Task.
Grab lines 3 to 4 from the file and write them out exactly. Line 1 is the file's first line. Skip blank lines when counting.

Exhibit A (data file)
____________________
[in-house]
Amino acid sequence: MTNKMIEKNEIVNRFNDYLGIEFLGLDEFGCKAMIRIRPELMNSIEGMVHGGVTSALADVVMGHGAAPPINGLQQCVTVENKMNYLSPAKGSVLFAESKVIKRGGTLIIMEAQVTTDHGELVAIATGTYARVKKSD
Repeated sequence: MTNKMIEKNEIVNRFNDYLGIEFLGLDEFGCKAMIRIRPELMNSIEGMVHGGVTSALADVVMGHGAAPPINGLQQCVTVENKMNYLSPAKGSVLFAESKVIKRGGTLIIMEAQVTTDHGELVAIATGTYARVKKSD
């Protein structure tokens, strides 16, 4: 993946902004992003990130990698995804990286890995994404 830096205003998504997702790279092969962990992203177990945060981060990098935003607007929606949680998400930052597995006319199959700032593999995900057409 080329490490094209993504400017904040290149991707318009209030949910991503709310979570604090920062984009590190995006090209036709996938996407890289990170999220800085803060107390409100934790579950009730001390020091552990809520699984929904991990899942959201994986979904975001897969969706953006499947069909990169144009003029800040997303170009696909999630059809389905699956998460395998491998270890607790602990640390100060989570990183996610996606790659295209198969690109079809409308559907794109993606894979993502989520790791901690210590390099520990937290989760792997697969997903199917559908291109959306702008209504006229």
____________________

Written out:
Repeated sequence: MTNKMIEKNEIVNRFNDYLGIEFLGLDEFGCKAMIRIRPELMNSIEGMVHGGVTSALADVVMGHGAAPPINGLQQCVTVENKMNYLSPAKGSVLFAESKVIKRGGTLIIMEAQVTTDHGELVAIATGTYARVKKSD
């Protein structure tokens, strides 16, 4: 993946902004992003990130990698995804990286890995994404 830096205003998504997702790279092969962990992203177990945060981060990098935003607007929606949680998400930052597995006319199959700032593999995900057409 080329490490094209993504400017904040290149991707318009209030949910991503709310979570604090920062984009590190995006090209036709996938996407890289990170999220800085803060107390409100934790579950009730001390020091552990809520699984929904991990899942959201994986979904975001897969969706953006499947069909990169144009003029800040997303170009696909999630059809389905699956998460395998491998270890607790602990640390100060989570990183996610996606790659295209198969690109079809409308559907794109993606894979993502989520790791901690210590390099520990937290989760792997697969997903199917559908291109959306702008209504006229």